Cape Verde at a Glance
The Cape Verde Islands are located in the mid – Atlantic Ocean approximately, 700Km from the coast of Senegal, West Africa and some 800Km South of the Canary Islands. The Archipelago includes 10 islands and 5 islets. The capital city, Praia, is located on the Island of Santiago, the largest of the Islands.
The islands are named after the Cap Vert Peninsula in West Africa, the nearest land formation. Volcanic in origin, the Islands comprise some 4,000 square kilometres in total area with diverse landscapes and topographies, some being mountainous while others being more low lying and exposed to the mainland African winds. Mount Fogo, on the island of Fogo, is the only remaining active volcano in the Archipelago and at some 3,000 metres high is also the Archipelago’s highest mountain. Mount Fogo last erupted in 1995 without the loss of life or serious property damage.
The islands were uninhabited when the first Portuguese settlers arrived in 1456 to claim the Archipelago as a Portuguese colony. Throughout the 16th and 17th centuries the islands were an important staging point for the slave trade to the Americas and Europe. Due to their location adjacent to the mid – Atlantic shipping lanes, the islands were to become a main stop off location for the re – supplying of trans Atlantic shipping between the 17th and 20th centuries. During the 19th century the town of Mindelo, on the island of Sao Vicente, flourished as an important commercial centre mostly because of its natural deep – water port, making it an ideal stop over location for re – fuelling ships.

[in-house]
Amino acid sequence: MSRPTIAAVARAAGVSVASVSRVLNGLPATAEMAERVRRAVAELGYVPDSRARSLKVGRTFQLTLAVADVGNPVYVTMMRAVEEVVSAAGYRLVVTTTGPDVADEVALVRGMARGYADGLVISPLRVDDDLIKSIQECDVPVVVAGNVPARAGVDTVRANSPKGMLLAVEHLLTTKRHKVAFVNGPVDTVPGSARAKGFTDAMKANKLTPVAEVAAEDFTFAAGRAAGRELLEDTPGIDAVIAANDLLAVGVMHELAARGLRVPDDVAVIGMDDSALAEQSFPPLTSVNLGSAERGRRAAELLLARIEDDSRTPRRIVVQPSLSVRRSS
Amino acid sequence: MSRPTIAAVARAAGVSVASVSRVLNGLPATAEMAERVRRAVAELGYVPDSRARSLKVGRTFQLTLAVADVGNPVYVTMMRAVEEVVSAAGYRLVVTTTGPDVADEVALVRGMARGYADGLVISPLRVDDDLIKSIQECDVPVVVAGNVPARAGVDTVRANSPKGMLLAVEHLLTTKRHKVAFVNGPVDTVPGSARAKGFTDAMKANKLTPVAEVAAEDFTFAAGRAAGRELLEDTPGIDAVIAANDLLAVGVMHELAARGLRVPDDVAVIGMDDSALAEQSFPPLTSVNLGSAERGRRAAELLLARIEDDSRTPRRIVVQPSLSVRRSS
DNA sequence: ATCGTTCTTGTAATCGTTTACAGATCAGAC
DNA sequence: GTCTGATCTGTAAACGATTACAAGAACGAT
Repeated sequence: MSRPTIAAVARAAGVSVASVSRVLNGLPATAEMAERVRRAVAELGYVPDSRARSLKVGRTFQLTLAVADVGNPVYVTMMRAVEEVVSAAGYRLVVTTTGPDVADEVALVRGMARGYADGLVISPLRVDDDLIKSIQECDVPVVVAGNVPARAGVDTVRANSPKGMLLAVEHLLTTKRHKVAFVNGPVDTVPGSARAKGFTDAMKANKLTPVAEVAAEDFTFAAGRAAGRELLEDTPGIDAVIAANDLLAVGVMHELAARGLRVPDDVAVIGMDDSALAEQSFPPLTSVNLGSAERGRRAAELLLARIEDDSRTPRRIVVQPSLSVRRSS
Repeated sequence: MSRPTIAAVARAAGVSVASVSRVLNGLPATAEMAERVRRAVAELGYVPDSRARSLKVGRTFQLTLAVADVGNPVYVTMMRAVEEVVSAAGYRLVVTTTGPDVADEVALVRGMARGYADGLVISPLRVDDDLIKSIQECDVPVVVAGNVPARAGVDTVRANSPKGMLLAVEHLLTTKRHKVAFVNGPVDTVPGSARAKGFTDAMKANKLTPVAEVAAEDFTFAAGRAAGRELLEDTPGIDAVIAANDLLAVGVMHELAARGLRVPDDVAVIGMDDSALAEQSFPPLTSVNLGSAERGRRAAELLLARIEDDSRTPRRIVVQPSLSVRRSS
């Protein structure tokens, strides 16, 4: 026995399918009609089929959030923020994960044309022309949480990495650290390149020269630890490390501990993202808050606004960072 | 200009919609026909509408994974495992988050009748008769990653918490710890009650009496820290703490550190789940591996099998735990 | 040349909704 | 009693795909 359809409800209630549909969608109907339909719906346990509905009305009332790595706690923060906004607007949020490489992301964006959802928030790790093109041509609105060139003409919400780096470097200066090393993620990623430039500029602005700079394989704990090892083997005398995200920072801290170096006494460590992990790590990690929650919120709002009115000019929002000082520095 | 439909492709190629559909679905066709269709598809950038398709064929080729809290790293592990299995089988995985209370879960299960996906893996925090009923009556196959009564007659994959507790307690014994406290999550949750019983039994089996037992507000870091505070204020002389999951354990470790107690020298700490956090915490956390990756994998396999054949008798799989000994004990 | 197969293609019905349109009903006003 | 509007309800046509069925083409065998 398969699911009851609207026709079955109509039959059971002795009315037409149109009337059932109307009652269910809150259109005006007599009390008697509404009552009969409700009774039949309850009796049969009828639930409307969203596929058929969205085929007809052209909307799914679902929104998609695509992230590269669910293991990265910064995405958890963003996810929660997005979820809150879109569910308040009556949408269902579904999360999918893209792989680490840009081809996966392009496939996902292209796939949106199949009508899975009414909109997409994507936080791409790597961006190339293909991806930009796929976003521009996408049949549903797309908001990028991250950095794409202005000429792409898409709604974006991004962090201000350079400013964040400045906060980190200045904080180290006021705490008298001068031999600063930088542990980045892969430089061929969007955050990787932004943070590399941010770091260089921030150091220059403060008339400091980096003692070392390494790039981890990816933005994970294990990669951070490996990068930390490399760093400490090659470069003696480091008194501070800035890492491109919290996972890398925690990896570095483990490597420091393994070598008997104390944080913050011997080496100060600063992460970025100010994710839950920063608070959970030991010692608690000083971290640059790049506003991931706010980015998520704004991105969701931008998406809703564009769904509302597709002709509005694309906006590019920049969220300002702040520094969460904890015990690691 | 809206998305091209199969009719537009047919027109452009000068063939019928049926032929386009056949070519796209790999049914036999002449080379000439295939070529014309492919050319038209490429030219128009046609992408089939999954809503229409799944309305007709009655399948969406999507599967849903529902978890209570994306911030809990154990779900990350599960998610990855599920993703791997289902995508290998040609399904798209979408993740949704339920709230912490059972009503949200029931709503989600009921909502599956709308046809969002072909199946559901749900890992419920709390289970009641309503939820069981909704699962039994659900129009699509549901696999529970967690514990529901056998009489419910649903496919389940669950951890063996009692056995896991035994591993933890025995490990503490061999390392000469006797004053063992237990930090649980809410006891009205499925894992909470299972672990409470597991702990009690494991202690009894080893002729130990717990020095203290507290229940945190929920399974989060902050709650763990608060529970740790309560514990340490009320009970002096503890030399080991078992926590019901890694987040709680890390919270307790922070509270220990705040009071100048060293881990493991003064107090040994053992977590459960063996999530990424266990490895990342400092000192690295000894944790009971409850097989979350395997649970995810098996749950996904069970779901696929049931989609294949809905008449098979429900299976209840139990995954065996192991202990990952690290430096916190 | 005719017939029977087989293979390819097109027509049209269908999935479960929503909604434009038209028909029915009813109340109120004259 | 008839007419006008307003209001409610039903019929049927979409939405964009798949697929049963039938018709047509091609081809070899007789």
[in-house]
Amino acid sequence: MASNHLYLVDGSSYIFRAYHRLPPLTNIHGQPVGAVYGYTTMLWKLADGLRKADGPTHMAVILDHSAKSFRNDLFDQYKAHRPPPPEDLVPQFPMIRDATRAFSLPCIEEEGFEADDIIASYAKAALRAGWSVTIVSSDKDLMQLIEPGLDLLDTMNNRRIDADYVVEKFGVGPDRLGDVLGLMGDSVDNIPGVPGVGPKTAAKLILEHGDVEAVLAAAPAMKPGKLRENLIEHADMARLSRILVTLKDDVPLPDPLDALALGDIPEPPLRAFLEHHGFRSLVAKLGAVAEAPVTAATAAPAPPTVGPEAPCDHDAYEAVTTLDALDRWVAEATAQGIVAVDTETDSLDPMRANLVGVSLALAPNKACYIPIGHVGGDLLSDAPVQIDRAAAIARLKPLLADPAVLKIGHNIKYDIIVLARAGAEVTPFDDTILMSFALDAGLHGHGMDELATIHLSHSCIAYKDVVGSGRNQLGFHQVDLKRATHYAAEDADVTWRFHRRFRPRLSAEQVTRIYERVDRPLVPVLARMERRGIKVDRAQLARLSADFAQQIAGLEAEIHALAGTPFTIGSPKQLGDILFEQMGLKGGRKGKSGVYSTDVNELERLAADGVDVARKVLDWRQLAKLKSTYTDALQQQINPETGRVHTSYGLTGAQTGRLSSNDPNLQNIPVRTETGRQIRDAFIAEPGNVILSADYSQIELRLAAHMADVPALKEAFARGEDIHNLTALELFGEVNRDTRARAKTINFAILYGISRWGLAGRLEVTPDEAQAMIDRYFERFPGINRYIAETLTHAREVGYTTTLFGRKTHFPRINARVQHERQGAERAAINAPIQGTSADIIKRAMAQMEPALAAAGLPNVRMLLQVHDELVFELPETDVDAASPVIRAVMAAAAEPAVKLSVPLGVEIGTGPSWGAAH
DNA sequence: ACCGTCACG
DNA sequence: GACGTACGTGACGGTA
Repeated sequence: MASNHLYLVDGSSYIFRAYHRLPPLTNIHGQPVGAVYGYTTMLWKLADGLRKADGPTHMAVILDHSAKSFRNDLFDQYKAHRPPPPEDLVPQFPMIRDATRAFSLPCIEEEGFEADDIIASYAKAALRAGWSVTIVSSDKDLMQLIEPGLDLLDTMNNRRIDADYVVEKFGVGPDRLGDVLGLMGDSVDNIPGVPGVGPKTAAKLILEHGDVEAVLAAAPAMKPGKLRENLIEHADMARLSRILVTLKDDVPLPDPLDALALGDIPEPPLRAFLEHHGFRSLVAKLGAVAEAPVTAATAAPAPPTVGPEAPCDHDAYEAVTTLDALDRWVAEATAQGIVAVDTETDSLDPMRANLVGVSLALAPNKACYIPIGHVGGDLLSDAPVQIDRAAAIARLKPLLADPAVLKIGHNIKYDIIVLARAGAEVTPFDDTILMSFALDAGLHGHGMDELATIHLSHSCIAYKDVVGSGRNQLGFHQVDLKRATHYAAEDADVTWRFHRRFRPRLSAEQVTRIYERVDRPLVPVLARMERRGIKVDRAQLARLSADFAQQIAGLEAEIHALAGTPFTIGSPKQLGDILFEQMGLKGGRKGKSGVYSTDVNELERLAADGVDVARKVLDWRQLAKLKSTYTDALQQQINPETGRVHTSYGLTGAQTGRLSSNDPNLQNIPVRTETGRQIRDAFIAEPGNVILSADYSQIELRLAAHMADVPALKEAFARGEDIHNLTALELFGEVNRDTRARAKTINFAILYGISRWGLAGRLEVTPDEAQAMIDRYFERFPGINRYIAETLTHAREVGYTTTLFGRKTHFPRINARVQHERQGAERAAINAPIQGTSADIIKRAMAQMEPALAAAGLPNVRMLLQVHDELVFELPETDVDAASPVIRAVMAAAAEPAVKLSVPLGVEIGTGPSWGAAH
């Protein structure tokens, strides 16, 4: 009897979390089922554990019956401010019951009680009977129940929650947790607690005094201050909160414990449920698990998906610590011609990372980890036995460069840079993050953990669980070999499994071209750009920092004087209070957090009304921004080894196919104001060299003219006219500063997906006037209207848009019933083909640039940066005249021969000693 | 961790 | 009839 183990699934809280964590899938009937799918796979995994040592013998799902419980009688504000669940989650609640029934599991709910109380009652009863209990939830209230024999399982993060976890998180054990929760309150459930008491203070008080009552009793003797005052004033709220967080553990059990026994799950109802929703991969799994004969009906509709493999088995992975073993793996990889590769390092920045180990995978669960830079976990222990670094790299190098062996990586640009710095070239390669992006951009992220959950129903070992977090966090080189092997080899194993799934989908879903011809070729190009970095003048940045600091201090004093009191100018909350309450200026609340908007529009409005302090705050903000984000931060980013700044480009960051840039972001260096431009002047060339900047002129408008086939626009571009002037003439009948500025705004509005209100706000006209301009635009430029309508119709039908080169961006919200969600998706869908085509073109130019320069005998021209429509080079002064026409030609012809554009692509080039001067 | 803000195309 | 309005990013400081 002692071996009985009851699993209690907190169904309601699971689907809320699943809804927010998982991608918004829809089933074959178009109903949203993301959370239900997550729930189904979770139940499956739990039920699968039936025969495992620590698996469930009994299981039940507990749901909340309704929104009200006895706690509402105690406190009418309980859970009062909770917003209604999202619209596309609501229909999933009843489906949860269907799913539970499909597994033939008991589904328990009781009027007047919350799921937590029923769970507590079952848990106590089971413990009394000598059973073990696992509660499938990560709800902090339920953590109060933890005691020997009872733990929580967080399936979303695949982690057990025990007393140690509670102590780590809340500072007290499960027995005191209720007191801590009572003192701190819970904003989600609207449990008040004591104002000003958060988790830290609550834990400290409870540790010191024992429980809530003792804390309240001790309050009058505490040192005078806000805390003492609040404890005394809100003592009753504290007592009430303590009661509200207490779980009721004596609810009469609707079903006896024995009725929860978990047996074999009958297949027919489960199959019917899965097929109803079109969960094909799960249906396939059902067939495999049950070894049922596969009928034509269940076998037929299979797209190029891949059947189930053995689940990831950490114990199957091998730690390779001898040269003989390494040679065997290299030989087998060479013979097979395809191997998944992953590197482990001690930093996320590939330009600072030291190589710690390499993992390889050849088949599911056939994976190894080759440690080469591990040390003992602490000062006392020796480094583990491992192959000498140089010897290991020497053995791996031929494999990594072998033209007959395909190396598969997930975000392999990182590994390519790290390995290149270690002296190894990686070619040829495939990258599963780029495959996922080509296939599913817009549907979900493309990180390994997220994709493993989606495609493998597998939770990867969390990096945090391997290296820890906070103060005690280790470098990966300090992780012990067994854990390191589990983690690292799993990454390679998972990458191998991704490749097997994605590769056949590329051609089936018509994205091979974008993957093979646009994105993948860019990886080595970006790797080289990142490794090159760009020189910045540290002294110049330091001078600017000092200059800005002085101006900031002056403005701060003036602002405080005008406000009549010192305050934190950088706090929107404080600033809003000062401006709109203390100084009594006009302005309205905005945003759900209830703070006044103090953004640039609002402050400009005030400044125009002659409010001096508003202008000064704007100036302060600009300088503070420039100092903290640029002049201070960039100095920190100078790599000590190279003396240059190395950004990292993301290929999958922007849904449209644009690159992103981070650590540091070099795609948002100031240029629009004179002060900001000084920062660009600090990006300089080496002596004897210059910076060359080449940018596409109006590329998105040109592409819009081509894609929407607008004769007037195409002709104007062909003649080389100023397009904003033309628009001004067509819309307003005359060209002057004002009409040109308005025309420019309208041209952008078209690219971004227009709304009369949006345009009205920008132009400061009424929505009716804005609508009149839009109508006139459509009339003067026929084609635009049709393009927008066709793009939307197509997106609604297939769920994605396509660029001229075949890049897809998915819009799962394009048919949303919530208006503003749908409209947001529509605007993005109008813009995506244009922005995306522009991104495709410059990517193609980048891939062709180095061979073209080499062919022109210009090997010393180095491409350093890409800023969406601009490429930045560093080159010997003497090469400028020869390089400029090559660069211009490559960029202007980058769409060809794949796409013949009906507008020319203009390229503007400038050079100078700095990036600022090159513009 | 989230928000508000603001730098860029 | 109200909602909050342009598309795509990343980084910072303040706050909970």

During the 19th century, due to economic hardship and colonial neglect, many native Cape Verde inhabitants immigrated to New England in the United States on the whaling vessels that regularly sailed to Cape Verde in search of crews. This emigration trend was to continue well into the 20th century and indeed today more first and second generation Cape Verde peoples reside in the U.S.A. Brazil, Holland, Angola and Portugal than actually reside on the islands themselves.
In 1951 the status of Cape Verde as a Portuguese colony was changed to that of an Overseas Province of Portugal and in 1975 Cape Verde became formally independent from Portugal. Initially following independence, the islands were governed by the African Party for the Independence of Guinea – Bissau and Cape Verde [PAIGC] and remained as such until 1991. The present Government PAICV was elected to power in 2001 and returned to power in 2006.
Sal was discovered in 1640 and was known as LLANA meaning flat. Following the discovery of a lagoon in an extinct volcano at its centre which produces salt after it rains it became known as ‘Sal’. From North to South, Sal is about 30 kms long and does not exceed 12kms in width. The overall surface is 216km2.
The population of Cape Verde is estimated to be approximately 450,000 people, 60% of whom reside on the Island of Santiago. It is anticipated that the population of the islands will grow to in excess of 600,000 by the year 2020, partially due to the returning expatriates, many of whom will seek to return to their traditional homelands or to live in Cape Verde during holiday times.